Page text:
Interview

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A Guide to Recruitment

Totem-Recruitment 400x265Where To Start When Recruiting

Whilst we don’t want to teach you how to suck eggs – whatever that means, we do often get asked what simple steps can be taken to make a more robust hiring decision. So here they are.

Great performance at work comes from the three components of What, How and Why.  Whether we are recruiting a new colleague or managing an existing one – we will need to review all three aspects to develop a great performer.  To start with, put yourself in the position of the new recruit and ask yourself these questions.

What?

What do I need to do?  What am I expected to do?  What are the objectives, measures, KPIs?  What is most important?

If I had been doing this role for 12 months and was getting great feedback, what would I have achieved?  How would I know I had achieved those things?

What about after 3 years?  What would I hope to achieve by then?  How would I know I had achieved those things?

How?

How do I need to be?  How do I fit in with the culture here?  How do I connect with the values here?  How am I expected to behave?

Why?

Why do I need to do it – and why in that way?  Why does this role exist?  What part do I play?  Why is that important?

Next you’ll need to write a Job Description that works.  Most often job descriptions end up being dusty documents in a drawer – yet we can get far better use from them for recruitment, performance management and development – it might be useful to have a peak at this PDF.

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What Selection Method(s) should I use?

Years of research into selection methods used across all sorts of businesses and job roles has revealed that the more structured the assessment process, the better we can predict how well someone will perform in a job.  The highest prediction comes from combining a few key methods and we strongly recommend a structured interview and a work sample test.

A personality profile can also be extremely insightful when identifying someone who is the right fit for your business.

Work Sample Tests

The idea of a work sample test is wonderfully simple: “The greatest test of how well someone might do in a job is the test of seeing them do the job.”

What aspects of the role you are recruiting for could you test – in a real situation or perhaps in a role play or desk-based exercise?  Ideas could include:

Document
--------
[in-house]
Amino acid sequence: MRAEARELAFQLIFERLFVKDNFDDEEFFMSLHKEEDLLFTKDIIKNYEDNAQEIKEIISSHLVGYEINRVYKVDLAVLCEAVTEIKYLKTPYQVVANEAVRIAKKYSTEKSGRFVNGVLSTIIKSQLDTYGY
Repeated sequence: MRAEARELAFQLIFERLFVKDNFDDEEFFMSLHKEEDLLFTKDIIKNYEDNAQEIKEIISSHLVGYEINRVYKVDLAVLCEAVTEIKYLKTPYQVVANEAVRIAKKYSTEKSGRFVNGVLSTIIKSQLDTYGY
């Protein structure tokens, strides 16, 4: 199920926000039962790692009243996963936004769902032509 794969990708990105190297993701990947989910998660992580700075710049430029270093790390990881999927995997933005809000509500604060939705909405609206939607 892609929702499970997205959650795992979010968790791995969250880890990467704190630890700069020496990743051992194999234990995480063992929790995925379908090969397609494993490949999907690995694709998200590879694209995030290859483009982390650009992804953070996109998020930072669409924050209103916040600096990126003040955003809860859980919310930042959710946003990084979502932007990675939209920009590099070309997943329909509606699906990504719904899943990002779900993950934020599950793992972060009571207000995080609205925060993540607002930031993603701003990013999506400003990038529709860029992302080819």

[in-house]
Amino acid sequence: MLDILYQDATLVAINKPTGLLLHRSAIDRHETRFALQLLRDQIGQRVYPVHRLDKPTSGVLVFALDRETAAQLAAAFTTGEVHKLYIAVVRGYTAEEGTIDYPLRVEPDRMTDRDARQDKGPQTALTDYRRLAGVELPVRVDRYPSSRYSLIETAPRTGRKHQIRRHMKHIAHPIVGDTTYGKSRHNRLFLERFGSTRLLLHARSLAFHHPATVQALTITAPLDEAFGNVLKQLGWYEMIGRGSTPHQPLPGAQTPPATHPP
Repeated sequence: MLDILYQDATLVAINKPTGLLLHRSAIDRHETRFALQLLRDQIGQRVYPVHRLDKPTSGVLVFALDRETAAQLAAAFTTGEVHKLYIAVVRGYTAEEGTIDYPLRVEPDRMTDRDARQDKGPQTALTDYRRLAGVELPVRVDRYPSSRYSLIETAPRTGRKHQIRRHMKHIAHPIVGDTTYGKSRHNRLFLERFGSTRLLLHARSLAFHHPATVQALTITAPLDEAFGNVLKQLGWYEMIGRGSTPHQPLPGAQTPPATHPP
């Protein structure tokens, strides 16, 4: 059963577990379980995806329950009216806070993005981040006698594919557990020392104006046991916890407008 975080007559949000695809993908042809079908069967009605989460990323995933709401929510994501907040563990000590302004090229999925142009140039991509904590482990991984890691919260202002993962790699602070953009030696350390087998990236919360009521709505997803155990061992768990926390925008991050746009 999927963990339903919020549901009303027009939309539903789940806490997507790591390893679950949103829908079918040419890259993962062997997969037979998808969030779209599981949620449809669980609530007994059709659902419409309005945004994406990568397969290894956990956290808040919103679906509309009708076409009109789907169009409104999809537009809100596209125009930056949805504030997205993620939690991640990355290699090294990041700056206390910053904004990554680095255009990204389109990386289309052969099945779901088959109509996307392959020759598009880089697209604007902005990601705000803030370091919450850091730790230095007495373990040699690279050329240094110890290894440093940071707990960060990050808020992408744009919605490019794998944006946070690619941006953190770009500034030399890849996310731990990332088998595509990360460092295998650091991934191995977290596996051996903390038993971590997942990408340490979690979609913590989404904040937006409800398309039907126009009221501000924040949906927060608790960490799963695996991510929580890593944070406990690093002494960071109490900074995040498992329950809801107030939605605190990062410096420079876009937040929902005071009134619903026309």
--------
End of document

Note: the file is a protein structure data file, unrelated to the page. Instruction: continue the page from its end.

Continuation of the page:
• Giving the candidate a customer or client role play to perform in
  • An in tray exercise that requires candidates to sort and prioritise a workload
  • Asking the candidate to prove their claimed experience by using software or IT system

The best work sample tests feature as much reality as possible – so add in the kind of questions people usually ask and the challenges faced – cover the What, How and even the Why by asking questions afterwards – “why did you choose that approach?”

You should have in mind what a good performer will look like from the job description questions – so that ideally you can objectively rate candidates against these criteria (rather than just deciding who you liked).

Overall you will have a ‘gut feel’ for who may be right for you – which is fine as long as you back that up or challenge it with evidence.  Great recruitment practices are about sense-checking and challenging that intuition with more objective information – so that you know you’ve made a good quality decision for your business.

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Burning Questions

Kettenreaktion - Konzept mit ZündhölzernWhat questions your hiring managers are failing to ask at interview and how that burns through your bottom line.

How do you encourage hiring managers to interview more effectively?  Where do you start?  What skills do they need?  How will they know what questions to ask?  And once they’ve learned the skills, how can you be sure they’ll use them?!

Bringing in external consultants to interview and assess candidates can be highly beneficial for large volume and senior level appointments.  It can certainly be expensive and after that external person gives you a recommendation, what next? And what about all the other roles you recruit for?